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Caregivers voice concerns at Albany listening session

Tuesday, September 17, 2013
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— John Coffey of Albany and seven of his siblings have stepped up to provide round-the-clock, in-home care for their 91-year-old mother who was recently diagnosed with dementia.

They take turns sleeping over, providing meals and making sure she stays safe.

The family is fortunate to have so many hands available to pitch in, but concerns remain about how to adequately meet the ailing woman’s needs.

Coffey said he and his siblings lack information on dementia and how it progresses, need suggestions on how best to keep their mother safe and aren’t sure how to make sure her hygiene needs are met.

They don’t know where to turn to get help.

Similar concerns and many others were voiced by the family caregivers and eldercare service providers who, along with Coffey, gathered Monday at Albany’s Hilton Garden Inn for a Caregiver Listening Session.

The gathering, hosted by AARP New York, the New York State Caregiving and Respite Coalition, and the Council of Senior Centers and Services of New York City, is one of nine being held across the state to gather input on the needs of New York’s 4.1 million unpaid family caregivers.

“They’re contributing more than $32 billion worth of care, which is far in excess of any government contribution to caring for frail people. It’s about double the Medicaid component for long-term services and support, so these folks are literally the bottom of the pyramid that supports community-based long-term services and supports, and what we’re concerned about is how do we keep them doing what they want to do,” said Neal Lane, president of AARP New York, who moderated Monday’s Listening Session.

AARP plans to compile the data gathered at the nine listening sessions, along with what the organization believes are appropriate responses to the challenges family caregivers face, then create a legislative agenda, Lane said.

New York ranks 48th of 50 states for its support of family caregivers, sharing a bottom-of-the-barrel ranking with Mississippi, Alabama and Kentucky, according to the 2011 State Long-Term Services and Supports Scorecard produced by AARP, The Commonwealth Fund and The Scan Foundation.

The study looked at the quality of five areas of each state’s long-term support and services system: affordability and access; choice of setting and provider; quality of life and quality of care; support for family caregivers; and effective transitions and organization of care.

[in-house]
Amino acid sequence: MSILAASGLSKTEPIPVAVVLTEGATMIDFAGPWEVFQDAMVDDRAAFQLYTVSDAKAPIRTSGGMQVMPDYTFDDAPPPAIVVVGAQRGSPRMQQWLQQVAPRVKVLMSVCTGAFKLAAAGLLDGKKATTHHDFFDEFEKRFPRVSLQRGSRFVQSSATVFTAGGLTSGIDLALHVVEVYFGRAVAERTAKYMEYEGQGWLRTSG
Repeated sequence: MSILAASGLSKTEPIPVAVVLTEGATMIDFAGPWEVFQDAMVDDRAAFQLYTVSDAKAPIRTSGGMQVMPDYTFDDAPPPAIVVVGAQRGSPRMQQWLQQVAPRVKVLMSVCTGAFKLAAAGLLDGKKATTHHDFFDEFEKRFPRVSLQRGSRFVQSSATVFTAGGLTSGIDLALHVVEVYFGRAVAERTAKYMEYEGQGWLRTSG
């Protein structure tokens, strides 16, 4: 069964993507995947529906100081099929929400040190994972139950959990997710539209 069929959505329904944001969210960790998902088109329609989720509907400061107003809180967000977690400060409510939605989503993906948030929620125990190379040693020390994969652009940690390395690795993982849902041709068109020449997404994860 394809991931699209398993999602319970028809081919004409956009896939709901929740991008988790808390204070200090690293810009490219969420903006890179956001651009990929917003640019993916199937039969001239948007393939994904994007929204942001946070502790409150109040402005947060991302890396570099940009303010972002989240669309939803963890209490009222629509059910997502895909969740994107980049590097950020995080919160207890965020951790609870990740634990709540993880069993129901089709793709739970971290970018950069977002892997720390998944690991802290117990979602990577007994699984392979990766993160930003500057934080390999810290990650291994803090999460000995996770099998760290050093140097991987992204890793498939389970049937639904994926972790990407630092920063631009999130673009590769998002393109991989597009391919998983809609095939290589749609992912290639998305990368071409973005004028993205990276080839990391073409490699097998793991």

Overall, New York ranked 41st out of 50 states for its long-term care services and supports.

The state’s service and support deficit can play a part in caregiver burnout and add to financial strain.

“We hear stories about younger caregivers who had to leave the workforce, cared for their mom, dad for eight years and now they’re an older worker and trying to get a job in this economy. They’ve forfeited their retirement monies because they’ve either spent it or didn’t have enough time in the system, so they’re looking at a very bleak future,” Lane said.

Concerns voiced at Monday’s session included affordability of eldercare and the lack of case managers to help caregivers develop a comprehensive plan to successfully care for a frail loved one.

Also worrying participants is the lack of training available to family caregivers who are often called on to perform nursing duties, and the lack of funding for respite services.

Caregivers said their jobs would be easier if there was more local transportation available for the elderly — especially those who are handicapped — and if there were more local adult day care centers.

Several attendees also voiced concern about patients who were placed in local nursing homes but were then moved to an out-of-state facility because of behavioral problems.

The changing health care system offers a huge opportunity for advocacy, said Phil McCallion, director of the School of Social Welfare at the University at Albany, who sat on a panel of experts during the Listening Session.

“We, as family caregivers, need to be considered as part of the care system, and as well as advocating for government to say some of these things should happen, we also can play a role ourselves in speaking up,” he said.

AARP New York’s State Legislative Representative Bill Ferris, who also sat on the panel, agreed that family caregivers need to make their voices heard.

“These problems are unacceptable to AARP and we’re going to try to do something about, it but we can’t do it alone,” he said “We need your involvement in this because down at the state Capitol, if the voters and the people living out there in these communities do not get involved in these issues, these issues do not pass.”

 
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